A photo presented as evidence by federal prosecutors shows Julien Khater at the U.S. Capitol building on Jan. 6, 2021, shortly before attacking Capitol Police Officer Brian Sicknick with mace. Photo courtesy U.S. Department of Justice
Jan. 28 (UPI) -- Jan. 6 rioter Julian Khater, who sprayed the late Capitol Police Officer Brian Sicknick and others in the face with mace during the insurrection, has drawn an 80-month jail sentence.
U.S. District Court Judge Thomas Hogan issued the sentence -- along with a fine of $10,000 fine and $2,000 in restitution -- Friday in Washington D.C., dismissing Khater's claim that his issues with "crippling anxiety" rendered him less than fully responsible for his actions.
Prosecutors had requested a jail sentence of 90 months.
Khater was convicted in September after pleading guilty to ten counts, including assaulting, resisting, or impeding certain officers using a dangerous weapon in connection with the Jan. 6 assault on the Capitol by a mob of supporters of former President Donald Trump.
The government alleged that Khater's "first victim" during the riot was Sicknick, who died of multiple strokes hours after the attack. Sicknick, who was guarding the police barricade on the Lower West Terrace of the Capitol, was sprayed in the face by Khater at a close distance of approximately 5 to 10 feet, they said.
After recovering his eyesight from the attack, the police line had broken down on the Lower West Terrace and rioters entered the Capitol. He later responded to a call of shots fired on the floor of the House of Representatives.
Sicknick remained on duty at the Capitol until he began slurring his speech and eventually lost consciousness. He was transported to George Washington University Hospital where he remained on life support for nearly 24 hours. He was pronounced dead at 8:51 p.m. on Jan. 7, 2021.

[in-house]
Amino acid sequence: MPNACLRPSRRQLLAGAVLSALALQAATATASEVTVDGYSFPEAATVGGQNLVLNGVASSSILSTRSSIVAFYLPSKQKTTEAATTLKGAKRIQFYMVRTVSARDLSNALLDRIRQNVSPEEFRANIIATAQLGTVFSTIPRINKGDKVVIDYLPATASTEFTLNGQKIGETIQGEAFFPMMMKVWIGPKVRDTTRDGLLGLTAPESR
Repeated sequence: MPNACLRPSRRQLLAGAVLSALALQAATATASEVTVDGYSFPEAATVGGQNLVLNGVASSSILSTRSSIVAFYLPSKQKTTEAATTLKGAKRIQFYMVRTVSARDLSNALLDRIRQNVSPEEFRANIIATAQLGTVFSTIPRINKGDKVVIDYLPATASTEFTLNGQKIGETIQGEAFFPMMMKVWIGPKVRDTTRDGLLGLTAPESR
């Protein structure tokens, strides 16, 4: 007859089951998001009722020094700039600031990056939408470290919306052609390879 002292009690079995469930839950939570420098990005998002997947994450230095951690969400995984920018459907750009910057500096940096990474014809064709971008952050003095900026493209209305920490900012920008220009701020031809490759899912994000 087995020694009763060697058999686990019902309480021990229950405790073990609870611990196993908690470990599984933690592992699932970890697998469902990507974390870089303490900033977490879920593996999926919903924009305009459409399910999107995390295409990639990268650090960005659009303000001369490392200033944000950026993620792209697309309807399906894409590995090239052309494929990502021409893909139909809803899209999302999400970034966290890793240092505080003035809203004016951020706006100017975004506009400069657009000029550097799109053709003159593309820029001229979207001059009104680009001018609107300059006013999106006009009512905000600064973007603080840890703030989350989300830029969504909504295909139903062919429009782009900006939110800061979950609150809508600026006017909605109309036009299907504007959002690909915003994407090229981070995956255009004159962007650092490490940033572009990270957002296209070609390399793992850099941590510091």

Khater's co-defendant, George Tanios, drew a five-month sentence from Hogan on Friday after pleading guilty to purchasing and carrying the toxic spray used by Khater in the attack.
While Sicknick's death was ruled to have been from natural causes, family members said in victim impact statements it became clear to them he died as a result of the Jan. 6 insurrection.
His mother, Gladys Sicknick, told Khater, "You are at center stage in our recurring nightmare.
"You, among all the other crazies -- you are the reason Brian is dead, Mr. Khater," she wrote.
The rioters who breached the Capitol that day, she wrote, "whether or not they've been charged with crimes... all of you are culpable in Brian's death. All of you bear responsibility for the injuries sustained by Brian's fellow officers -- the broken bones, head trauma, and the continuing mental anguish they suffer -- and will endure -- for the rest of their lives."
D.C. Metropolitan Police Chief Robert Contee participates in a ceremony to award officers the Congressional Gold Medal at the U.S. Capitol on December 6, 2022. Photo by Bonnie Cash/UPI | License Photo